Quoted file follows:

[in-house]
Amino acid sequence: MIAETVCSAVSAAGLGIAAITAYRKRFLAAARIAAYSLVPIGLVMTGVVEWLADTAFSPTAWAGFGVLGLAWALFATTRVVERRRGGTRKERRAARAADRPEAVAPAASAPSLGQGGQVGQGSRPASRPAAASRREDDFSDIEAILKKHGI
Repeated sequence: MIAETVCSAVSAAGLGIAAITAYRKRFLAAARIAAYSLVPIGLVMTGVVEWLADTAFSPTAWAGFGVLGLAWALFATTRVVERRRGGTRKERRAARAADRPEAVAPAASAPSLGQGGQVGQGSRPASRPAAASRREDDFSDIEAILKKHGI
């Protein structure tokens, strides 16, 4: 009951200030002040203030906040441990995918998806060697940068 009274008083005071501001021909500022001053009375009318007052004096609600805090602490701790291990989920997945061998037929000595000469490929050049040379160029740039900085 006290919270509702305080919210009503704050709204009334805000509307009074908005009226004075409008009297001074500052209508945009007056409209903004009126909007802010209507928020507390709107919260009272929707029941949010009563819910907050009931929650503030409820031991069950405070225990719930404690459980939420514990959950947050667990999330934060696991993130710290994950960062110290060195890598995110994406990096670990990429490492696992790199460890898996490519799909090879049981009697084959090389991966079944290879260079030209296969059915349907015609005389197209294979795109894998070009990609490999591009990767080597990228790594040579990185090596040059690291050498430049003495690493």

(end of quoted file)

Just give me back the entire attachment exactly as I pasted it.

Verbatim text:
[in-house]
Amino acid sequence: MIAETVCSAVSAAGLGIAAITAYRKRFLAAARIAAYSLVPIGLVMTGVVEWLADTAFSPTAWAGFGVLGLAWALFATTRVVERRRGGTRKERRAARAADRPEAVAPAASAPSLGQGGQVGQGSRPASRPAAASRREDDFSDIEAILKKHGI
Repeated sequence: MIAETVCSAVSAAGLGIAAITAYRKRFLAAARIAAYSLVPIGLVMTGVVEWLADTAFSPTAWAGFGVLGLAWALFATTRVVERRRGGTRKERRAARAADRPEAVAPAASAPSLGQGGQVGQGSRPASRPAAASRREDDFSDIEAILKKHGI
């Protein structure tokens, strides 16, 4: 009951200030002040203030906040441990995918998806060697940068 009274008083005071501001021909500022001053009375009318007052004096609600805090602490701790291990989920997945061998037929000595000469490929050049040379160029740039900085 006290919270509702305080919210009503704050709204009334805000509307009074908005009226004075409008009297001074500052209508945009007056409209903004009126909007802010209507928020507390709107919260009272929707029941949010009563819910907050009931929650503030409820031991069950405070225990719930404690459980939420514990959950947050667990999330934060696991993130710290994950960062110290060195890598995110994406990096670990990429490492696992790199460890898996490519799909090879049981009697084959090389991966079944290879260079030209296969059915349907015609005389197209294979795109894998070009990609490999591009990767080597990228790594040579990185090596040059690291050498430049003495690493």